GREEN BAY – Donald Driver wants to be a Packer for life. Aaron Rodgers wants to be a Packer for life.
Brett Favre wanted to be a Packer for life.
I suspect anyone who has ever played for the Packers – at some point – wants or wanted to be a Packer for life. In the context of “life” being defined as the balance of a player’s NFL career even the loathsome Jim McMahon wanted to be a Packer for life.
For McMahon, it was about collecting a paycheck, getting a Super Bowl ring and hitching a ride to the White House so he could flash President Clinton with the Bears’ jersey cleverly hid beneath the green and gold.
For Favre, it was much the same reason as Driver and Rodgers: He loved playing for the Green Bay Packers. He loved the fans. He loved the small-town feel. He loved the ability to go deer hunting, if only for a few hours, the day before a home game.
Favre loved the Packers and vice-versa.
I recall interviewing Brett for an article in the Packers’ Yearbook. It was circa 2003, before Irvin Favre’s death, before Mike Sherman’s departure, before Aaron Rodgers’ arrival, before the New York Jets and Minnesota Vikings and all the rest.
Brett and I were standing on Lambeau Field near the tunnel to the home team’s locker room. It was a sunny early summer day, much like any of the recent days in Green Bay, with the team’s OTA’s in full swing.
Favre scanned the empty stadium, soaking up the sun along with everything that is wonderful about the place, and he said, “I couldn’t imagine ever playing for another team.”
Favre pointed to the tunnel and wondered aloud, “Could you see me come running out the tunnel, let’s say, in San Diego playing for the Chargers? Could you see me in a Raiders’ uniform? Could you picture me wearing a Cardinals’ uniform?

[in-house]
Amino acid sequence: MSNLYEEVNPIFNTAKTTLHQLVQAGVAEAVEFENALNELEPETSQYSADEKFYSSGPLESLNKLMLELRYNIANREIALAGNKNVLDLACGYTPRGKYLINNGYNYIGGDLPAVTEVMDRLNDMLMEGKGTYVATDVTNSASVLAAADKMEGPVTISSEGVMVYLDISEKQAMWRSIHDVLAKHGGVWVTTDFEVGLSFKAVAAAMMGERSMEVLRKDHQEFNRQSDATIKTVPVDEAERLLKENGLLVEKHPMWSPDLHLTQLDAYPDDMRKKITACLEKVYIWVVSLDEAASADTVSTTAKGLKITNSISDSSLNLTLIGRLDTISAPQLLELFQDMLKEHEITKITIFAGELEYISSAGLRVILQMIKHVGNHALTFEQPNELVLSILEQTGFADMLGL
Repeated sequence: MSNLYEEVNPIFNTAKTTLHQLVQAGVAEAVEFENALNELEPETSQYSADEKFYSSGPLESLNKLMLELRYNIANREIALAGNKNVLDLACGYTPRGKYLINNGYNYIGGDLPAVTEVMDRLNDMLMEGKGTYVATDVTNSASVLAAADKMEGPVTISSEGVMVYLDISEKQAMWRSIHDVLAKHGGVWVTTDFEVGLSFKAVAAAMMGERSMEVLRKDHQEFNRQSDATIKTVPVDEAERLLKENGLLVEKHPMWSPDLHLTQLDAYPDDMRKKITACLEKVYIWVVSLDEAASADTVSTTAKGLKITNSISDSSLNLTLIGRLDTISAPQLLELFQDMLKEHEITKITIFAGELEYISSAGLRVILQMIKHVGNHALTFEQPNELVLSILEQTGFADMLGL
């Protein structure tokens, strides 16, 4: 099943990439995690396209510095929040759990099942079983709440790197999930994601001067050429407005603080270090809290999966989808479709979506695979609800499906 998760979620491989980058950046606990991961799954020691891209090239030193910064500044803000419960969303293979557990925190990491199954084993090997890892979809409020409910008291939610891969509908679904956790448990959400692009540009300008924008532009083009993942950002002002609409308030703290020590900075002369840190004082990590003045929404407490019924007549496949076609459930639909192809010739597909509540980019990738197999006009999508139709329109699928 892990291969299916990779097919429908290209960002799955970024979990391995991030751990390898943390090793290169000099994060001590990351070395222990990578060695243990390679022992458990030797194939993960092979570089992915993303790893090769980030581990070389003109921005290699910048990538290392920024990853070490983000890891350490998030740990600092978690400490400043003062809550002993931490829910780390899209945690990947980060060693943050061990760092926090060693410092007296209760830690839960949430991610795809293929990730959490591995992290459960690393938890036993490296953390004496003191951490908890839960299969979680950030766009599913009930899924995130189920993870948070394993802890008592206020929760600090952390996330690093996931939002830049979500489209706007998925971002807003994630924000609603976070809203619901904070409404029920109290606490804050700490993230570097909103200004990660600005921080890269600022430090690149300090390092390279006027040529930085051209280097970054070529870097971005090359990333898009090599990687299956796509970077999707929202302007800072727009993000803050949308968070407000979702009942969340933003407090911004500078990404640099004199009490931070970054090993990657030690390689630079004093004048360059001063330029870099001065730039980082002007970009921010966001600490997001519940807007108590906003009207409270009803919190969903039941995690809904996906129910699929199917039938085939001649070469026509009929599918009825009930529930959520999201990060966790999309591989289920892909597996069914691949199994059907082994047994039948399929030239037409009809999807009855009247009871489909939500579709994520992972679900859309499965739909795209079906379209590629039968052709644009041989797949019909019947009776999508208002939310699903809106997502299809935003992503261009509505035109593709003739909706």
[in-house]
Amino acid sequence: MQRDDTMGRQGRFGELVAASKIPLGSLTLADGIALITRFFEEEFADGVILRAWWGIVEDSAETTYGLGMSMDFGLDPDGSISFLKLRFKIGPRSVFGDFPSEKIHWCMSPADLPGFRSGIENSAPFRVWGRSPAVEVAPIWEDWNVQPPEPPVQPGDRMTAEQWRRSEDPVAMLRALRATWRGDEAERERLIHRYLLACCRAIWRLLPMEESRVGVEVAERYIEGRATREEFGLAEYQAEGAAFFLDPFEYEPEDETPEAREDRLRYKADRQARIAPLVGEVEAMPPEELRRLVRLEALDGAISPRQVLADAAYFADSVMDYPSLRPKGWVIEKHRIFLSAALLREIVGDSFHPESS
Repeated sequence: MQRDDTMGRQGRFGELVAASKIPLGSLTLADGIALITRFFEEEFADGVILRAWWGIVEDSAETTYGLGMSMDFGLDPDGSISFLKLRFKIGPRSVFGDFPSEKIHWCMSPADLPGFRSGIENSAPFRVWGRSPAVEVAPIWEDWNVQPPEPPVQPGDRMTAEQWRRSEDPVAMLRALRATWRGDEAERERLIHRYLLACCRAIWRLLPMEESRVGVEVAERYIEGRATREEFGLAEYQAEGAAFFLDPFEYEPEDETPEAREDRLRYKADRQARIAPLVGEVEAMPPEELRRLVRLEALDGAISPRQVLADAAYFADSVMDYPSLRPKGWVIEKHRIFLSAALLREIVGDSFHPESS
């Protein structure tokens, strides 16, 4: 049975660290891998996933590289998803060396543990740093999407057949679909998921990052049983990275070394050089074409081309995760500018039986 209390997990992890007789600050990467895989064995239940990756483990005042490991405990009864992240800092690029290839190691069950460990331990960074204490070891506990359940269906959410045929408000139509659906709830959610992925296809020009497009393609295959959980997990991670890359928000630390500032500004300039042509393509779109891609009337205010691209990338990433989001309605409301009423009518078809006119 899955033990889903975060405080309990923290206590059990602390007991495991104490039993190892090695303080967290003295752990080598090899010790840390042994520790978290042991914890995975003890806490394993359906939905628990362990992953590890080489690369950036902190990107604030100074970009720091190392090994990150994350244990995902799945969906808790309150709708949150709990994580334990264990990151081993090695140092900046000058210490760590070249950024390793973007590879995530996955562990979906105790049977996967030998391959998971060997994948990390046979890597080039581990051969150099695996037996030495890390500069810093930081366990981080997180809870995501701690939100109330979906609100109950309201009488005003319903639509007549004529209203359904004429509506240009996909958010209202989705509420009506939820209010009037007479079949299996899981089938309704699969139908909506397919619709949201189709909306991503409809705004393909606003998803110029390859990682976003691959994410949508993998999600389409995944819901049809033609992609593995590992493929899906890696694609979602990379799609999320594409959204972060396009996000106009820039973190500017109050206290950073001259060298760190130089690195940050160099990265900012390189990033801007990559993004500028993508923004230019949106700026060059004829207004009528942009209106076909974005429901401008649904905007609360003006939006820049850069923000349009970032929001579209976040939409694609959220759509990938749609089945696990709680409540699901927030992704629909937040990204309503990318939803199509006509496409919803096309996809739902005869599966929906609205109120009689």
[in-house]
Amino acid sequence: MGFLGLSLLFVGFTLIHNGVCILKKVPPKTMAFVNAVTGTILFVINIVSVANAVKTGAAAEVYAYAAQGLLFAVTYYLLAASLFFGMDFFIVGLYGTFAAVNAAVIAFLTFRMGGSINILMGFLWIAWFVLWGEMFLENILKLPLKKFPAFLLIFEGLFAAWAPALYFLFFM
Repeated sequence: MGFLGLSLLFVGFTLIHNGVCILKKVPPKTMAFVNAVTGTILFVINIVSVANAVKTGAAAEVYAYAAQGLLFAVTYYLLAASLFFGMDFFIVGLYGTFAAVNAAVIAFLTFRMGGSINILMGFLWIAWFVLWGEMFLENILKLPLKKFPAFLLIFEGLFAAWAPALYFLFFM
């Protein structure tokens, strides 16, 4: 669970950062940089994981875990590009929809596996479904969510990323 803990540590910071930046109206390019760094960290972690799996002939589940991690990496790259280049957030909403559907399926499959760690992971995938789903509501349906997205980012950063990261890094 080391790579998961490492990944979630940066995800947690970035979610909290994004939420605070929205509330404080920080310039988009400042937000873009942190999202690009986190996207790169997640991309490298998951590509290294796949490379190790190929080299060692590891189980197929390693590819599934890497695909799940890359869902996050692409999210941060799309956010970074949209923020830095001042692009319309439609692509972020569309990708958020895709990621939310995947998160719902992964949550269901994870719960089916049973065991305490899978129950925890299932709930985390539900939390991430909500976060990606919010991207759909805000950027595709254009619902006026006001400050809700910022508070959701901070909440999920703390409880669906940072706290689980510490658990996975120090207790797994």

He didn’t wait for a reply.
“Me neither,” he said, wrinkling his nose.
Back then, the likelihood of Favre suiting up for any other NFL team seemed somewhere between none and non-existent.
Last week, Driver professed his love of the Packers in word and deed. He said so and he followed it up with agreeing to take a pay cut. The contract restructuring doesn’t guarantee Driver a roster spot. It merely insures the opportunity to earn one.
For Driver’s sake, and his fans’ sake, I hope he retires a Packer.
The sentiment for Rodgers is the same. However, the receiver and the quarterback are in different stages of their career.
Driver is still charming and capable, but he also is near the end.
Rodgers, equally captivating in his own way, seems on the verge of sustained greatness. Rodgers says he wants to be a Packer for life, and his fans shake with delight.
They can’t imagine Rodgers throwing touchdowns for another NFL team like they couldn’t imagine Favre doing likewise.
Look at Drew Brees and the New Orleans Saints. In 2009, Brees led them victory in the Super Bowl. He was the king of the Big Easy. Brees wasn’t the Saints’ quarterback. He was the Saints, period.
Now, Brees and the Saints are locked in a difficult contract negotiation. Common sense suggests each has too much to lose to blow it up. Then again, when has common sense dictated all the action in the NFL?
Surely, it warms Packers’ fans hearts to hear Driver and Rodgers espouse their enduring love of the team. That’s because the thought of them playing elsewhere is painful, just as it Favre’s exit hurt.
Sadly, with one retired (Favre) and two to go (Driver and Rodgers), the reality of “life” in the NFL suggests McMahon likely will be the only one of the four to retire as a member of the Green Bay Packers.
Here is a well-intentioned though unsolicited suggestion: Enjoy Driver and Rodgers for as long as the Packers have them. Just try not to be crushed if the definition of “life” in this context shifts between now and then.
Chris Havel is a Packers News expert and national best-selling author. His latest book is Lombardi: An Illustrated Life. Havel can be heard Monday through Friday from 4-6 p.m. CDT on WDUZ FM 107.5 The Fan, or on AM-1400, as well as Fan Internet Radio (www.thefan1075.com). Havel also hosts Event USA’ Player Autograph Parties the evening before home games.